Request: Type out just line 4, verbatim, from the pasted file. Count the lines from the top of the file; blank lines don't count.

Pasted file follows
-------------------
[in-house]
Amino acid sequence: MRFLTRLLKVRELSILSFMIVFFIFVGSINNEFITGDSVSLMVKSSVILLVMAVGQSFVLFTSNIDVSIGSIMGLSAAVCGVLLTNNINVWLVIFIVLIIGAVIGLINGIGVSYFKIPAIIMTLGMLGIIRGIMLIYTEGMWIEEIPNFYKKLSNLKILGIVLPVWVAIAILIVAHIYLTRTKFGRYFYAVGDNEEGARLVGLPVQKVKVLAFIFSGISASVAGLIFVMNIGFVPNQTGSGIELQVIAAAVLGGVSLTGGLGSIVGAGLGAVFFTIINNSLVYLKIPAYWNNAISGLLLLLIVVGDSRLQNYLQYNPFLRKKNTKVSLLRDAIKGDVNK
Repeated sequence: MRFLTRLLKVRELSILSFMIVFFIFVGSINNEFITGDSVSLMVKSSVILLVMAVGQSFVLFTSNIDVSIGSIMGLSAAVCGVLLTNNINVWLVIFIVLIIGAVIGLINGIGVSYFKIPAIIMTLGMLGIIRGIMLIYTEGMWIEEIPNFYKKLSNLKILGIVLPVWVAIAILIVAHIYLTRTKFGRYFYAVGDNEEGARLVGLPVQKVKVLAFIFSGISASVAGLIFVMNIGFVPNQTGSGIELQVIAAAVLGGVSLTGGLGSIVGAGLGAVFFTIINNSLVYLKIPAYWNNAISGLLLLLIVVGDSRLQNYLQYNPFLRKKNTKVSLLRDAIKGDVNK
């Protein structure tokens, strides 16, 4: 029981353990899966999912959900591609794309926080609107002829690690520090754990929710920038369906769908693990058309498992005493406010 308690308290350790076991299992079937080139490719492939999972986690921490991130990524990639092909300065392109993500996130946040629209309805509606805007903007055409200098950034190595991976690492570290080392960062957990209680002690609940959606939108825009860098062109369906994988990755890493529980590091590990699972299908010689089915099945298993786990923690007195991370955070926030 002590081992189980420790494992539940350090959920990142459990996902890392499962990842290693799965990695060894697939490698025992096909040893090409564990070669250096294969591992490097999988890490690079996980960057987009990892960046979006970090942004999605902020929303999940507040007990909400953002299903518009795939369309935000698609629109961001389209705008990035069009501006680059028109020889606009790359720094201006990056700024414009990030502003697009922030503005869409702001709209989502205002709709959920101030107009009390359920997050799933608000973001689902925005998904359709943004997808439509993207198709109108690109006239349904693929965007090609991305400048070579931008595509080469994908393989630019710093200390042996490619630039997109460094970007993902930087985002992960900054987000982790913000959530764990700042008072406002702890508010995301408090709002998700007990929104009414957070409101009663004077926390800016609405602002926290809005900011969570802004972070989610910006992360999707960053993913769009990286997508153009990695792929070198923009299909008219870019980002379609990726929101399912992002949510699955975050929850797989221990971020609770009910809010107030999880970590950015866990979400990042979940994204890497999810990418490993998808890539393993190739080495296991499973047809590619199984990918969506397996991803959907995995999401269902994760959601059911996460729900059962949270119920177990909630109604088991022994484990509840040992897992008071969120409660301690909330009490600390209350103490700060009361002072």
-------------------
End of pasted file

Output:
């Protein structure tokens, strides 16, 4: 029981353990899966999912959900591609794309926080609107002829690690520090754990929710920038369906769908693990058309498992005493406010 308690308290350790076991299992079937080139490719492939999972986690921490991130990524990639092909300065392109993500996130946040629209309805509606805007903007055409200098950034190595991976690492570290080392960062957990209680002690609940959606939108825009860098062109369906994988990755890493529980590091590990699972299908010689089915099945298993786990923690007195991370955070926030 002590081992189980420790494992539940350090959920990142459990996902890392499962990842290693799965990695060894697939490698025992096909040893090409564990070669250096294969591992490097999988890490690079996980960057987009990892960046979006970090942004999605902020929303999940507040007990909400953002299903518009795939369309935000698609629109961001389209705008990035069009501006680059028109020889606009790359720094201006990056700024414009990030502003697009922030503005869409702001709209989502205002709709959920101030107009009390359920997050799933608000973001689902925005998904359709943004997808439509993207198709109108690109006239349904693929965007090609991305400048070579931008595509080469994908393989630019710093200390042996490619630039997109460094970007993902930087985002992960900054987000982790913000959530764990700042008072406002702890508010995301408090709002998700007990929104009414957070409101009663004077926390800016609405602002926290809005900011969570802004972070989610910006992360999707960053993913769009990286997508153009990695792929070198923009299909008219870019980002379609990726929101399912992002949510699955975050929850797989221990971020609770009910809010107030999880970590950015866990979400990042979940994204890497999810990418490993998808890539393993190739080495296991499973047809590619199984990918969506397996991803959907995995999401269902994760959601059911996460729900059962949270119920177990909630109604088991022994484990509840040992897992008071969120409660301690909330009490600390209350103490700060009361002072």